China Cabinet Makeover Part III

In our previous wine rack construction technique we built for the charity project merely laid each wooden slate on top of each other.  This created a bit of a bulky look just right for that piece, but this one would need something a bit more tucked back as you see below – Isn’t she cute!  If you missed that post you can read it by clicking Here.

wine cabinet custom built for charity
custom built wine cabinet

For this DIY custom build wine rack design, we wanted to join the boards by cutting half the board width, so each board overlaid the other which provided a nice clean look. To start the project we needed some stock that was thick enough to blend with the overall weight of the china cabinet.  The custom built wine rack was created using 1” x 48” pine, available from The Home Depot.  After determining the length and width of the wine holder we cut to length the wine rack pieces. Which you see on the Craftsman table saw below.

China Cabinet Makeover Part III

As shown above, we laid the vertical four wine rack pieces (two for the front section and two for the back section) and marked a line where the horizontal pieces would cross.  This defined where we would rabbit cut, which we learned from Wood Magazine how to cut the pieces on our table saw.  We repeated this measuring process for the horizontal sections, making sure to define the exact location where the horizontal and vertical sections crossed.

China Cabinet Makeover Part III

Once the measuring was complete, it was time to cut the rabbits.  Since we don’t have a dado blade, we used two stop blocks that defined the right and left edges of the rabbit.  We raised the blade to the required height and cut the left edge.  We then made repeated cuts until all the stock was removed.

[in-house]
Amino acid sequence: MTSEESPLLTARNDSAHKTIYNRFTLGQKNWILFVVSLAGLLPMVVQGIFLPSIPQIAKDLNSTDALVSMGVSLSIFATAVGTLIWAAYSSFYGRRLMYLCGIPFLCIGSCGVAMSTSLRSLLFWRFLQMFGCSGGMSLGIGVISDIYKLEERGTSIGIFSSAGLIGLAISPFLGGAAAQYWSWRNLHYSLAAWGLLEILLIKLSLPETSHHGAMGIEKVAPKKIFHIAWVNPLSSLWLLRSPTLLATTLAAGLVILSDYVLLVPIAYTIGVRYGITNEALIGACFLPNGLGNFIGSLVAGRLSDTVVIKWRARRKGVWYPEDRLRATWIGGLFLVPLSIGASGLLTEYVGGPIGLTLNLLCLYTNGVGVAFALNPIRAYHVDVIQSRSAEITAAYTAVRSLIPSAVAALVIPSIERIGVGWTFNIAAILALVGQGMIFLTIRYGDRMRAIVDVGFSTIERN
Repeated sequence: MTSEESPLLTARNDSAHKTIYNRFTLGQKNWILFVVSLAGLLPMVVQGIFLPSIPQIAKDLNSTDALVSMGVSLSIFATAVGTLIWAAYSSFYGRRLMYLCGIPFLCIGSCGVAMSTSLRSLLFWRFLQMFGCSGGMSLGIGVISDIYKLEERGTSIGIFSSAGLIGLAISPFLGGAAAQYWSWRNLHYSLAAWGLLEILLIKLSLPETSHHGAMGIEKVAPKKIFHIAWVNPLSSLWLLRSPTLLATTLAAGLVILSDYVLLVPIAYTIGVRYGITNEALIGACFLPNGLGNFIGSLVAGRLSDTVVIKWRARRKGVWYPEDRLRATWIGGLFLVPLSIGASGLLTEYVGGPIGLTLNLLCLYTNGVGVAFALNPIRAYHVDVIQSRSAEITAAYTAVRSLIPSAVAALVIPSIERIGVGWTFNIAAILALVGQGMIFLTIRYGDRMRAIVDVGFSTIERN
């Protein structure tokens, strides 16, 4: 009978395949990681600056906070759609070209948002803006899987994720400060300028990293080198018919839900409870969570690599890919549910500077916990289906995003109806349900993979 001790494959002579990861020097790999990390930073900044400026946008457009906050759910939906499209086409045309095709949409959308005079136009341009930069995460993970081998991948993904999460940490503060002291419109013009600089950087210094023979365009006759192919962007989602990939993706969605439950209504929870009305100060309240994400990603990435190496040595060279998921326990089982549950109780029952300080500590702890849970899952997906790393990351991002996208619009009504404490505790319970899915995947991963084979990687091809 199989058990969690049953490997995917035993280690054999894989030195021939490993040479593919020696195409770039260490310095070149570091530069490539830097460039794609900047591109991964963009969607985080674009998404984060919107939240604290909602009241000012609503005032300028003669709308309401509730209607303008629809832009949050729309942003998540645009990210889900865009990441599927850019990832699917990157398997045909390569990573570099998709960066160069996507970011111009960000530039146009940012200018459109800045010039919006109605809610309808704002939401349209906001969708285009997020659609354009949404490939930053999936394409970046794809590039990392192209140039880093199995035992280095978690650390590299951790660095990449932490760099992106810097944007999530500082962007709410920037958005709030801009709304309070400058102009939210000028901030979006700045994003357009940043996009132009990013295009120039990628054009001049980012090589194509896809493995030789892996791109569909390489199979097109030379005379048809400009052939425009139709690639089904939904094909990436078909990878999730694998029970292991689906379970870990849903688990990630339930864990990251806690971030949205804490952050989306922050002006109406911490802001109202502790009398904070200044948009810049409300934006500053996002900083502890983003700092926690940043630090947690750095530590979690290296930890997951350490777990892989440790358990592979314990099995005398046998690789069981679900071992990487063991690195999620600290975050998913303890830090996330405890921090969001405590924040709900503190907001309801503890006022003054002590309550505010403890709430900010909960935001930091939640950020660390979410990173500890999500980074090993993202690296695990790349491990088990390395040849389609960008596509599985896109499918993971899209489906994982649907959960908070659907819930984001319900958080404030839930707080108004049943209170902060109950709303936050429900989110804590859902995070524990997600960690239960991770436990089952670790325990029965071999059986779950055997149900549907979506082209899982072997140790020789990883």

China Cabinet Makeover Part III

With the custom built wine rack pieces cut we did a dry fit before we nailed and glued the pieces together wtih our Ryobi Nail gun and Titebond glue. I love the look and it will bring anther update to an old china cabinet that will help make it a functional storage space.

China Cabinet Makeover Part III

After the wine holder was built, it was time to move to the panel doors.  Keeping in mind the overall size of the wine cabinet, we opted for a thick raised panel door using thin PureBond, trimmed with dado 1×2 and completed using ¼ round.

China Cabinet Makeover Part III

To get the exact door dimension we clamped two 1x2s to one edge of the cabinet and measured the remaining space and subtracted 1/8” (1/16” gap for each cabinet door side, which just happens to be the size of a dime).  We cut two ¾” Pure Bond panels using our measurements.  We then added the 1×2 trim to complete the look.  Finally, we cut ¼” round to provide a finished decorative look and attached with our Ryobi nail gun, filled in the cracks and nail holes with wood filler and Bondo combo to get ready to sand and prime with Valspar.

China Cabinet Makeover Part III

With the doors cut and trimmed, it was time to dry fit the panel doors into their space.  It took a bit of adjusting, but we were happy so far with the look and where this piece is going!

China Cabinet Makeover Part III

Now, we are to the tough part – the finish work to make it just the right piece for our home.  See you soon for the last part of our China Cabinet Make over series!

China Cabinet Makeover Part III

Hope you are as excited as we are to bring you this great old piece that became new again.

China Cabinet Makeover Part III

Until tomorrows Post – Have a great night!

Linda

 

 

 

Old China Hutch Becomes New Again – Part 1

Annie Sloan Paint applied

Never leave an old piece behind – especially if it’s a China Cabinet!

Good afternoon Hello I Live Here readers.  Let’s talk old china hutches today.  Would you pass up a chance to transform an old china hutch?  The other day I was in a thrift store (Red Racks Thrift Store –  DAV Thrift Store) and came across an old china hutch.

Top of China Hutch
Top of China Hutch

 

Bottom of China Hutch
Bottom of China Hutch

 

 

 

 

 

 

 

 

As others were walking past her with a sour expression, Hello I Lived Here saw the potential and swooped in to purchase this little gem for $40 (that’s right both pieces).

Living in a smaller home, space is necessary, so for us at Hello I Live Here this older jewel was the right size and would allow us to display our unopened dishes still stored. Below is a picture of the 1970’s jewel Hello I Live Here found and started transforming.  Here’s how we updated the old china hutch.